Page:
You could play the “if you’ve seen ...” drinking game with this movie. “Star Wars” fans will enjoy hearing that the Na’vi believe in an energy, er, force, that permeates all living things. Would you believe that the main love interest turns out to be the chief’s daughter? For such an imaginative movie, “Avatar” isn’t short on cliché.
On top of which, the whole premise doesn’t quite make sense. Humans are able to walk around Pandora with nothing more than an oxygen mask, and those who bother are able to communicate with the Na’vi in both English and their native tongue, so why the need for these very expensive (we are told) avatars?
“Avatar” is a spectacle but it is also a love story and something of a jeremiad. All of James Cameron’s movies have some token social commentary. He’s an action director, perhaps the most successful ever, who trades in violence with a little medicine. Beware the corporation, he says in “Aliens.” “Terminator 2” ends with the line “if a machine, a Terminator, can learn the value of human life, maybe we can too.” You get the idea. His comments are generally sensible but, for the most part, window dressing. Not so with his latest, which is downright preachy.
“Avatar” is a mash-up of “Aliens,” “Dances With Wolves” and “FernGully.” Never saw that last one? It’s a 1992 children’s movie about a magical rain forest under siege by evil, resource-hungry humans, and it bears an uncanny resemblance to “Avatar.” Here’s where Cameron shows that this isn’t his area of expertise. This social commentary stuff is valid and, with Afghanistan escalating and Copenhagen tanking, remarkably timely. But it’s also gratuitous.
At one point, Weaver declares that Pandora’s riches can be found in its ecosystem, not its lifeless minerals. We get it. We got it the first 10 times you said it. Life, good. Rocks, bad. The “Dances With Wolves” bit wears thin, too. Yes, we ought to respect native peoples, but is it really a cultural exploration to listen to a made-up language for nearly three hours? It’s just too hard to take some of this stuff seriously, and, as a result, the movie lags before the final act and while we learn the intricacies of Na’vi culture. This is how they learn to ride horses, this is how they hunt, this is how they brush their teeth in stunning 3-D! Can we get back to the part where my brain is exploding?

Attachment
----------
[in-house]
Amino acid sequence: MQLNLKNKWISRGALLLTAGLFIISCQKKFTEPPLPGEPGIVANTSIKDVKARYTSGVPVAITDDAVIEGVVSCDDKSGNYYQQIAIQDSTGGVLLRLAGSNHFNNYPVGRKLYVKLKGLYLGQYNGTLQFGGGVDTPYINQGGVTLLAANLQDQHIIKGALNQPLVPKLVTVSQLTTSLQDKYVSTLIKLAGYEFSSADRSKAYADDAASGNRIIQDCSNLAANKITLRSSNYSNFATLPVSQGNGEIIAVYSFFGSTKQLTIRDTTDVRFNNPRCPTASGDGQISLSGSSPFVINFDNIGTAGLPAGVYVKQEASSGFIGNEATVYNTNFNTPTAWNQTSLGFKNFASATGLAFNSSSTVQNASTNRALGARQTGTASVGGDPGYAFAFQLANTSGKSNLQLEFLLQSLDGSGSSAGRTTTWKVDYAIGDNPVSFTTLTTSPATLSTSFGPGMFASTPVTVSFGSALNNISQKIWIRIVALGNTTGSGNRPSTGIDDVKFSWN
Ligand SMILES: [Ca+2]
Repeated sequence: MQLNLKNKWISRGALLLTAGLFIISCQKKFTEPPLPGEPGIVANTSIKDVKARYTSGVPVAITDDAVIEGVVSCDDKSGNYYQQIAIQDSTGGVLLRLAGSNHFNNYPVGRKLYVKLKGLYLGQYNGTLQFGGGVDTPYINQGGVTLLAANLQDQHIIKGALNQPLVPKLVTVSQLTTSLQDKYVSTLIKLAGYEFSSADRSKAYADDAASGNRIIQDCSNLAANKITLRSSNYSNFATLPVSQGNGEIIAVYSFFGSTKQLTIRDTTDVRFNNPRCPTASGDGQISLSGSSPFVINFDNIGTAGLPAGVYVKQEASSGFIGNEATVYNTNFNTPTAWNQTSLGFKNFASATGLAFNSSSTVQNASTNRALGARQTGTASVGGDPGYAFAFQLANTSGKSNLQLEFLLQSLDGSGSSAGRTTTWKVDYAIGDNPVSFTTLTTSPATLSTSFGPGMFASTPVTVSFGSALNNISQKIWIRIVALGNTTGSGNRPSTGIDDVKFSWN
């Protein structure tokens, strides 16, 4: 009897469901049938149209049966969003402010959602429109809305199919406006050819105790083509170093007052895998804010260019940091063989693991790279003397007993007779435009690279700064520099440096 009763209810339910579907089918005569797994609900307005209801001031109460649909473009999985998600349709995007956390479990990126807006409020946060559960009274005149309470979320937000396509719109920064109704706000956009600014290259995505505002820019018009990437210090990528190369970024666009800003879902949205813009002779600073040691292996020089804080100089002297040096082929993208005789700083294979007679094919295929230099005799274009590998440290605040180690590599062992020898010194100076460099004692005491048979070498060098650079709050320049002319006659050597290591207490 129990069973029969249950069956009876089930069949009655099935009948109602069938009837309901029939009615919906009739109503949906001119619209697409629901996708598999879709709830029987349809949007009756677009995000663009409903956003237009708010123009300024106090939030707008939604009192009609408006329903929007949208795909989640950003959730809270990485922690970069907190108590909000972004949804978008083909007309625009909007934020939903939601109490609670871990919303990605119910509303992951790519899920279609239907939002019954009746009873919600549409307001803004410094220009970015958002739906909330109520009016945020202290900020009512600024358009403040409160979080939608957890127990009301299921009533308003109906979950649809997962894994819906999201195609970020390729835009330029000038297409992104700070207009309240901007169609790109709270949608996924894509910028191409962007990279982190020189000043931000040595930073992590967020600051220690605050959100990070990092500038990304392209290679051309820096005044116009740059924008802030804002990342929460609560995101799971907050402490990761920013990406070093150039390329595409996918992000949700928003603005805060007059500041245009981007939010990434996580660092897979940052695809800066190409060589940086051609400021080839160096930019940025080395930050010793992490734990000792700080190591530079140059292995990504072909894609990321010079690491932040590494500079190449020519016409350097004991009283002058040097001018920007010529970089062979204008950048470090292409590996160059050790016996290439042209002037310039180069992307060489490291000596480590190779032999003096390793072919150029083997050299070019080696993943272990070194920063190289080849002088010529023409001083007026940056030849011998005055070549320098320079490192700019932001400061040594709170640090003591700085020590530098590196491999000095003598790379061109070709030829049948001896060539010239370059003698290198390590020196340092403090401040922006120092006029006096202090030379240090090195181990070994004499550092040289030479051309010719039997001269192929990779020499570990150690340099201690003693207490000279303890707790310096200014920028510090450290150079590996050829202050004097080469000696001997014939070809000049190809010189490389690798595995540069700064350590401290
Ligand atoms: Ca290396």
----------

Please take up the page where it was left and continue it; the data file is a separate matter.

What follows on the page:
While they can be tiresome, not all of Cameron’s political efforts fall flat. There is something very powerful about the nature argument, the suffering of indigenous peoples is always upsetting and no one will walk away from this movie thinking a well-armed ignoramus is a good idea. Will moviegoers make the leap from “Avatar’s” Col. Miles Quaritch to Gen. Stanley McChrystal? Doubtful. Although there were some references that won knowing chuckles in the theater—the “hearts and minds” line, for instance. Quaritch also tells us that we must fight terror with terror and argues the virtue of a pre-emptive strike, which earned a golf clap from the presumably lefty Los Angeles crowd.
One might also quibble with some of the production design. The human stuff in the movie is all very slick, but the look of the planet was clearly inspired by a black-light poster in someone’s rumpus room. The flora and fauna of Pandora, it appears, evolved not to perpetuate the various species, but to inspire pot smoking. This is where “Avatar” has taken the most heat from sci-fi fans. Things just look too weird, they say. Maybe, but who cares? They’re supposed to be aliens—what are aliens supposed to look like?
WETA / 20th Century Fox
It’s hard to tell whether “Avatar” is the future of movies or the past. Hollywood can’t really afford to keep making $300 million juggernauts, even if some succeed. And where exactly is Cameron supposed to go from here? Each of his blockbusters has been bigger than the last. Assuming “Avatar” does well at the box office, is there someone out there who wants to finance the $400 million Cameron movie? Probably.
There are going to be plenty of people who don’t like “Avatar,” but then Parisians at first thought the Eiffel Tower was an eyesore. “What does it do?” they demanded. It shows us what we’re capable of. “Avatar” is not a work of high art or substance. As a call to action, it is simplistic and awkward. But James Cameron has created a movie monument of unrivaled technical sophistication. Even if “Avatar” isn’t your bag, you should go see it. Spectacles can be dangerous distractions, but some demand to be witnessed. This is a moment in film history. It’s also an absolute thrill ride that makes skeptics shout “Yes!” in wonder.